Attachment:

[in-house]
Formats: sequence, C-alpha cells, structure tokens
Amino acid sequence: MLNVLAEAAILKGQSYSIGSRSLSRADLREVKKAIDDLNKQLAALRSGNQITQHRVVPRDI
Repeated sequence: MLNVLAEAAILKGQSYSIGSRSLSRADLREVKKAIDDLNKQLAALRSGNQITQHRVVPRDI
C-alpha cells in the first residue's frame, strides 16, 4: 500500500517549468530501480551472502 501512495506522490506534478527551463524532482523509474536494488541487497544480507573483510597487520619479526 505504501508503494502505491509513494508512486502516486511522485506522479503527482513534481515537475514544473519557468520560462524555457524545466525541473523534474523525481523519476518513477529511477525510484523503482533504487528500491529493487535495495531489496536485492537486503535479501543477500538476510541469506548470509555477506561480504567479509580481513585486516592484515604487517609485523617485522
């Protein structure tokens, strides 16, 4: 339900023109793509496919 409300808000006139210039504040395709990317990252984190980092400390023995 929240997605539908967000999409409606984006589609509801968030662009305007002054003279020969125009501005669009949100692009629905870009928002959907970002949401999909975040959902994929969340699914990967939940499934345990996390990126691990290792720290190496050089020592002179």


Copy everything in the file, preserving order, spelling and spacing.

[in-house]
Formats: sequence, C-alpha cells, structure tokens
Amino acid sequence: MLNVLAEAAILKGQSYSIGSRSLSRADLREVKKAIDDLNKQLAALRSGNQITQHRVVPRDI
Repeated sequence: MLNVLAEAAILKGQSYSIGSRSLSRADLREVKKAIDDLNKQLAALRSGNQITQHRVVPRDI
C-alpha cells in the first residue's frame, strides 16, 4: 500500500517549468530501480551472502 501512495506522490506534478527551463524532482523509474536494488541487497544480507573483510597487520619479526 505504501508503494502505491509513494508512486502516486511522485506522479503527482513534481515537475514544473519557468520560462524555457524545466525541473523534474523525481523519476518513477529511477525510484523503482533504487528500491529493487535495495531489496536485492537486503535479501543477500538476510541469506548470509555477506561480504567479509580481513585486516592484515604487517609485523617485522
């Protein structure tokens, strides 16, 4: 339900023109793509496919 409300808000006139210039504040395709990317990252984190980092400390023995 929240997605539908967000999409409606984006589609509801968030662009305007002054003279020969125009501005669009949100692009629905870009928002959907970002949401999909975040959902994929969340699914990967939940499934345990996390990126691990290792720290190496050089020592002179």